'Rango': Johnny Depp nails his role as the lizard hero in this wild Western
A movie review of "Rango," starring Johnny Depp, whose voice performance as the lizard hero is the best thing about this frantic, animated movie.
Special to The Seattle Times
'Rango,' with vocal performances by Johnny Depp, Ned Beatty, Isla Fisher, Alfred Molina, Bill Nighy, Timothy Olyphant. Directed by Gore Verbinski, from a screenplay by John Logan, based on a story by Logan, Verbinski and James Ward Byrkit. 107 minutes. Rated PG for rude humor, language, action and smoking. Several theaters.
Gore Verbinski's alternately overbearing and engaging "Rango" raises a chicken-or-egg question I associate with a lot of animated features.
Did somebody decide, at the outset, that a movie with a lizard hero and a lot of other scaly and furry critters was a good idea, and only then set about attaching a story to it?
Or was the original notion, in "Rango's" case, to make a clever film that is really about the legacies of other films — recognizable classics such as "Chinatown" and "Once Upon a Time In the West" — then choose to populate such an homage-driven production with talking reptiles, amphibians and assorted vermin?
Either way, there's something so random about "Rango" that it's easy to think of it as the crazed dream of a zoologist recently binging on DVD rentals. What makes this unhinged, wildly self-conscious comedy-adventure more than a two-hour gimmick is an inspired vocal performance by Verbinski's "Pirates of the Caribbean" star, Johnny Depp.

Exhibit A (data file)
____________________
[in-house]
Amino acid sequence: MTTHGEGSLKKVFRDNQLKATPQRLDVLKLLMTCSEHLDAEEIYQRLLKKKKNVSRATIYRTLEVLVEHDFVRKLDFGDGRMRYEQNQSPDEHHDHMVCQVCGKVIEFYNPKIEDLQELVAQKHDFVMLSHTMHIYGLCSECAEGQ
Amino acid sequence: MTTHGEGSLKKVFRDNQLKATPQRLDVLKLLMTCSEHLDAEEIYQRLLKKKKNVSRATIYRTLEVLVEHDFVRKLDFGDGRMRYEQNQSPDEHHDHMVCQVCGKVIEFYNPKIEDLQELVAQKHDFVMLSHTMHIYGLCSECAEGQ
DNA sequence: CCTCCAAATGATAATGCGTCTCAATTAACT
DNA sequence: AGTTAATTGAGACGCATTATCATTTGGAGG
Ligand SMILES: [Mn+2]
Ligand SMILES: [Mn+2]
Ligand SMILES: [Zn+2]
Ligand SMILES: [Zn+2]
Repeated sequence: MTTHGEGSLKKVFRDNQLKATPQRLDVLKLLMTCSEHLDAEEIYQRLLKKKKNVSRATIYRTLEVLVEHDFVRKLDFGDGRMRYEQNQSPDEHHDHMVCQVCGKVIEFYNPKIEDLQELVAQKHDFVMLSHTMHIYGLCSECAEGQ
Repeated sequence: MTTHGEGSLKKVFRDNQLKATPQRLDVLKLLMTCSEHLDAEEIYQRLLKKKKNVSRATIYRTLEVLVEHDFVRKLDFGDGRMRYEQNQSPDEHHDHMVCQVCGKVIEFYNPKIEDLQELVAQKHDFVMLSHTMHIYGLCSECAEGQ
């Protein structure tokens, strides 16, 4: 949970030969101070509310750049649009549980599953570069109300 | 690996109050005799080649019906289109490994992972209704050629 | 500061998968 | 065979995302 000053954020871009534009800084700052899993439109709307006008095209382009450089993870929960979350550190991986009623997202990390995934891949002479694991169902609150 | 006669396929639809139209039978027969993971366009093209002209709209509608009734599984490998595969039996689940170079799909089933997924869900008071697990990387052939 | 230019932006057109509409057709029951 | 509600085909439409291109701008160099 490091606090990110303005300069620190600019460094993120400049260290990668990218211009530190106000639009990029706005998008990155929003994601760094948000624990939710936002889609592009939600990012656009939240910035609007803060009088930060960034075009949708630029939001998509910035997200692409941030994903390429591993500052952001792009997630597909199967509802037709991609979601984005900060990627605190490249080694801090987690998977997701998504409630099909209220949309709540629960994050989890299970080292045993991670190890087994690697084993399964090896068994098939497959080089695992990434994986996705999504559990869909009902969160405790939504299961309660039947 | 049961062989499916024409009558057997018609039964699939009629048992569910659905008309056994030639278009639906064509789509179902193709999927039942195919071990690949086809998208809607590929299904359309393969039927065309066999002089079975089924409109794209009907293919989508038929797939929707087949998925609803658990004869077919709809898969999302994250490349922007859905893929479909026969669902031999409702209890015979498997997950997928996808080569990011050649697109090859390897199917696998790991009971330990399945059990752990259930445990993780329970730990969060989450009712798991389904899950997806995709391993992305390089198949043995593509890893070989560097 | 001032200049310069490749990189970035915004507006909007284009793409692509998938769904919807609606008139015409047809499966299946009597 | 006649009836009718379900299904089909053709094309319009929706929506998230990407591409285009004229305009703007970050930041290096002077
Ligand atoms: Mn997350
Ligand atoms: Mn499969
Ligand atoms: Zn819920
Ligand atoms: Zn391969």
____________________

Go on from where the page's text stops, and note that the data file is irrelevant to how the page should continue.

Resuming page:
Depp nails his character, Lars, a lonely lizard with an active fantasy life, with a voice I can only describe as a cross between Jim Carrey, Ryan Seacrest and a hint of David Hyde Pierce's patrician Niles Crane on "Frasier."
Lost in a desert and stumbling into a Wild West town, Lars bluffs his way into heroic stature by renaming himself Rango and convincing local rubes of his six-shooting exploits. Depp adds a layer of comic hubris to his performance, and later becomes even more impressive when Rango embraces authenticity.
There are other good vocal performances, too (by Ned Beatty, Bill Nighy, Isla Fisher, Alfred Molina and Timothy Olyphant), though many get lost in the frantic din.
Rango, Lars' assumed identity, becomes not just a persona but a slow-brewing act of self-invention, an adopted destiny.
Of course, themes of self-invention and destiny are rampant in film history, and, like a kid in a candy store, Verbinski basks in blunt allusions to a few favorites, especially "Chinatown" and Sergio Leone's Westerns.
That proves disposable fun, though the director eventually raises the stakes with a cameo appearance by a genuine film icon (it sure sounds like his voice, too). Still, for all that ambition, it's hard to muster more than a shrug for "Rango."
Tom Keogh: firstname.lastname@example.org